Tongspieren goed gebruiken en je gezondheid

Forum Forums Vragen over voeding en gezondheid Tongspieren goed gebruiken en je gezondheid

Dit onderwerp bevat 5 reacties, heeft 3 stemmen, en is het laatst gewijzigd door  ruud 3 jaren, 8 maanden geleden.

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  • #3823

    ruud
    Participant

    Joy Moeller zegt o.a. dat:

    Het belangrijk is om met je mond dicht te slapen: tegen allergieen o.a.;

    Op je rug te slapen;

    Goed te kauwen: smoothies zijn niet goed voor de spijsvertering, want je hypofyse krijgt niet genoeg signalen wat ook effect heeft op je enzymaanmaak;

    Je tong tegen je verhemelte aan te leggen, hetgeen je gezichtsspieren, houding en zelfs -structuur beinvloedt: anders ga je bijv. onbewust met je handen aan je hoofd zitten (ter ondersteuning).

    Goed gebruik van de tong in de mond heeft invloed op een klachten als slaapapneu en tandenknarsen.

    Als je eet moet je een beetje voorovergebogen zitten: niet naar achteren.

    Dit heeft te maken met de tongpositie.

    Quote:
    […] if the tongue is not going up to the roof of the mouth when a person swallows; the sphenoid bone does not rotate properly and growth hormones are not being released from the pituitary gland. The whole pumping action of your tongue going up to the roof of your mouth during swallowing (500-1000 times a day), may help to expand the nasal cavity and also stimulate the sphenoid bone to rotate and secrete hormones from the pituitary gland.
    Quote:
    Many mistakenly believe that the tongue is a muscle, but it’s actually an organ, which has very strong muscles in it. It contains one of the strongest working groups of muscles in your body. The job of the tongue is to protect the airway, encourage normal forward facial growth when postured correctly in the roof of the mouth, aid speech, and move food around when chewing.
    Quote:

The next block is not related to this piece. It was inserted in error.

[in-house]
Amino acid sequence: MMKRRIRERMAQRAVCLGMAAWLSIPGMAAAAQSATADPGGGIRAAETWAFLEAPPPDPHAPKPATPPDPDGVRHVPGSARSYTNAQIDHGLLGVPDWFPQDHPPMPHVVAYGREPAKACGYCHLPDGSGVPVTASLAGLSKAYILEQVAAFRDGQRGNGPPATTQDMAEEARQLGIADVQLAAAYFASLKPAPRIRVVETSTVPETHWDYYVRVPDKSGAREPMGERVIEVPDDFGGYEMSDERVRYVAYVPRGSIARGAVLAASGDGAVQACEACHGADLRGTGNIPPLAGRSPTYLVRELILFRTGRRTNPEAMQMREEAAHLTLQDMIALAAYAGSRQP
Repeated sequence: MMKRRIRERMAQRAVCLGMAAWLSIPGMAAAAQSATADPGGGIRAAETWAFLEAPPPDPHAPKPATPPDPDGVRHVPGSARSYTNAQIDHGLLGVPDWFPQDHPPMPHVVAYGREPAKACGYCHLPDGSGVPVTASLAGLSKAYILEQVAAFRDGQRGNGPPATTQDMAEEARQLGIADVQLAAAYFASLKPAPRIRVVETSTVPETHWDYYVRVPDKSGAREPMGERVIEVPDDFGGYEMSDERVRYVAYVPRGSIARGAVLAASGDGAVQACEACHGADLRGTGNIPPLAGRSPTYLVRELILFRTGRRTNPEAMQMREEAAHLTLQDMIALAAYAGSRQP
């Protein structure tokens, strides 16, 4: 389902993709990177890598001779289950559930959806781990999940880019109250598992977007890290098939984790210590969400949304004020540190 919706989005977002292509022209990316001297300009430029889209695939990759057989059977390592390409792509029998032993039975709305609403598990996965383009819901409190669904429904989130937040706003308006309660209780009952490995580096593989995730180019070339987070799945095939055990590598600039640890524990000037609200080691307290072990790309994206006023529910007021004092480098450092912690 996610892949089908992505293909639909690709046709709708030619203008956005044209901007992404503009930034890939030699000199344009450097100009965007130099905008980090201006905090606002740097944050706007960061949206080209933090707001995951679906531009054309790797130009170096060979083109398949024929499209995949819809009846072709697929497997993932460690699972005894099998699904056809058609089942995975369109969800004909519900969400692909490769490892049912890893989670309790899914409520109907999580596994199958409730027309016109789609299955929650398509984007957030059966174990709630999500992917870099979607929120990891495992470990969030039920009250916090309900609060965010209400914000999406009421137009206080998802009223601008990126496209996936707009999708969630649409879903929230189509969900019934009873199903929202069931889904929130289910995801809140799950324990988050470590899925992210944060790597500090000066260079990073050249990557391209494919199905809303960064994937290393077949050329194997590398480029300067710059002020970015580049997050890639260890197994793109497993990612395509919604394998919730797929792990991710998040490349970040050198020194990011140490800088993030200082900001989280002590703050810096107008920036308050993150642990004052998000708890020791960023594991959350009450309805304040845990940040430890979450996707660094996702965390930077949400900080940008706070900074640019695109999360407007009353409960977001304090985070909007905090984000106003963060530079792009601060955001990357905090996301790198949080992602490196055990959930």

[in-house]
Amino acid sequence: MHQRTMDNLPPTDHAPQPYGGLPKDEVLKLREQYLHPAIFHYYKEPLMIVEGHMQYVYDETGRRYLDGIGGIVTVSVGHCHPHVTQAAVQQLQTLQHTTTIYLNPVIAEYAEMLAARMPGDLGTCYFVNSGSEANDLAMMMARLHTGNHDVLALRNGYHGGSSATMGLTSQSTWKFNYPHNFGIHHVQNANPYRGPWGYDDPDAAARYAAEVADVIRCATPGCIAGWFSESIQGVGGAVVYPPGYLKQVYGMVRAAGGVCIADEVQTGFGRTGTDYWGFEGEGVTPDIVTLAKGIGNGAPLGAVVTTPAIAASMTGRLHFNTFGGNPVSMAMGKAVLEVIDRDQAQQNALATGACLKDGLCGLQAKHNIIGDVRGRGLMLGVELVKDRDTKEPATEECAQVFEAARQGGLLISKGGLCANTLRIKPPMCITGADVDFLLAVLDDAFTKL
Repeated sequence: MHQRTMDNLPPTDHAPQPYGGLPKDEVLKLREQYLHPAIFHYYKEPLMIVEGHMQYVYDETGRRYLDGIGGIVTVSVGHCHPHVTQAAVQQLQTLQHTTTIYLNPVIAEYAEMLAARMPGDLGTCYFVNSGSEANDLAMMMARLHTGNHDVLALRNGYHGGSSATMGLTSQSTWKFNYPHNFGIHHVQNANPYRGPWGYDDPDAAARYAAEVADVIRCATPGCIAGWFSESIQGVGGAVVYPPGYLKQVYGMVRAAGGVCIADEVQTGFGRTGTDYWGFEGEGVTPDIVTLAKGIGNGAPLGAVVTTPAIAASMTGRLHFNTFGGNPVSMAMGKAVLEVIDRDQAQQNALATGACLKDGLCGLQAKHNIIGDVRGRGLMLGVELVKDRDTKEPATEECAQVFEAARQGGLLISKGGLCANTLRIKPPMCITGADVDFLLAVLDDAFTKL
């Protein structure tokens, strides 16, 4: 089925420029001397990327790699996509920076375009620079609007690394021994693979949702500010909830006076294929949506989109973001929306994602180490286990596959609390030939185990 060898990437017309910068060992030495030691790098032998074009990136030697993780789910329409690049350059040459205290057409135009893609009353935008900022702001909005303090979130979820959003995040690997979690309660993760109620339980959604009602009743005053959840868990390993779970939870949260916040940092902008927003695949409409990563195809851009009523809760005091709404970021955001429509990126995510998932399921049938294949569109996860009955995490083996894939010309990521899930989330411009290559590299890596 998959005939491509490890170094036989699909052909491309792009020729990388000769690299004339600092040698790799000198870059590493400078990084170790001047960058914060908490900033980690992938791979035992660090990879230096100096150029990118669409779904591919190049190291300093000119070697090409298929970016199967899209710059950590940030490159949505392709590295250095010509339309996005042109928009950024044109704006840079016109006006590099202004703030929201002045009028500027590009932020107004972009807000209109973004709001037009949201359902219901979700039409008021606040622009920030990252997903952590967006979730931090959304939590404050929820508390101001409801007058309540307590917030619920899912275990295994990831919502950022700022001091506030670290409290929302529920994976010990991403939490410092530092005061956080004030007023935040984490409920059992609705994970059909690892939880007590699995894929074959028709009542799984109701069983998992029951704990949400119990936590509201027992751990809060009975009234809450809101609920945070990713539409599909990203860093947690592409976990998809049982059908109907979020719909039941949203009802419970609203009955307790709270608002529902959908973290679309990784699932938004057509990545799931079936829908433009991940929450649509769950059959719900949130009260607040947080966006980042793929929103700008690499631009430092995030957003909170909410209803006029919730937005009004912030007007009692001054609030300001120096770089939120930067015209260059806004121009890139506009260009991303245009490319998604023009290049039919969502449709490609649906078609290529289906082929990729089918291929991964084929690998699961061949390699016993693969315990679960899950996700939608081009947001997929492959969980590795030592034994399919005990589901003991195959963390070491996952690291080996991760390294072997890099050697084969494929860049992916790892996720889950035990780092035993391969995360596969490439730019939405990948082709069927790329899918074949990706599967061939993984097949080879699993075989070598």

If someone is sitting with a forward upward tilted head, it’s virtually impossible to swallow comfortably. A forward head posture causes an alteration in the swallowing mechanism due to muscle tension. We can correct the actual functional posturing, give you exercises, and make you aware of where your tongue is at all times. Pretty soon, correct tongue posture becomes a habit. It becomes a different function that your body adapts to.
    Quote:
    If your tongue is resting in between your teeth, or against your teeth, or when you swallow it’s pushing or it’s resting down in the floor of your mouth, it may prevent your jaw joints from functioning normally.
    Quote:
    Grinding and clenching your teeth is another sign you may need to retrain your orofacial muscles. Grinding is often related to some form of sleep disorder. It’s an upper airway obstruction that the body attempts to move the jaws in order to open the airway because things aren’t functioning properly. To get all your oral-facial and neck muscles working correctly can make a huge difference.

    Over de beinvloedbaarheid van de vorm van de gezichts- en kaakstructuur en gevolgen:

    Quote:
    Everybody thinks, ‘Oh, your face is your face.’ But you know, I see a lot of people that have these long-face syndromes from sleeping on their sides or stomach, mouth-breathing, and resting their tongue in the wrong place. You change that and there are little cells called osteoblasts and osteoclasts. They break down and build up, break down and build up, and within a very short time – months – the whole shape of their face changes.¨

    Ze heeft het ook over Buteyko:

    Quote:
    I use some of the Buteyko breathing exercises as well. The Buteyko Breathing Method is a powerful set of health-care guidelines and methodology for reversing over-breathing or hyperventilation. I incorporate the breathing exercises into my therapy.

    http://articles.mercola.com/sites/articles/archive/2013/04/07/orofacial-myofunctional-therapy.aspx?e_cid=20130407_SNL_Art_1&utm_source=snl&utm_medium=email&utm_content=art1&utm_campaign=20130407 http://www.youtube.com/watch?feature=player_embedded&v=zaQQdyaymZc#!

    http://www.myofunctional-therapy.com/articles.html

    http://www.youtube.com/watch?v=nNekevRd9UM

    #82361

    Poekie
    Moderator
    Quote:
    Je tong tegen je verhemelte aan te leggen

    Ik begrijp uit het Engelse stukje dat je dat moet doen als je iets doorslikt maar dan gaat dat automatisch al. Ik ‘betrap’ mezelf er op dat als ik in bed een verstopte neus heb dat ik dan mijn tong tegen mijn verhemelte gedrukt heb. Zodra ik daarin ontspan raakt mijn neus weer open.

    Lia

    #82362

    ruud
    Participant

    Hier meer info van een orthodontist over de vorm van de kaken en myofunctionele invloeden: vanaf 5min50 wordt het interessant:

    http://www.youtube.com/watch?v=H_aIiFArhss

    Quote:
    Uploaded on Aug 8, 2010

    Myofunctional Influences on Facial Grownth The Dentition (DVD)

    http://orthodonticearlytreatment.com/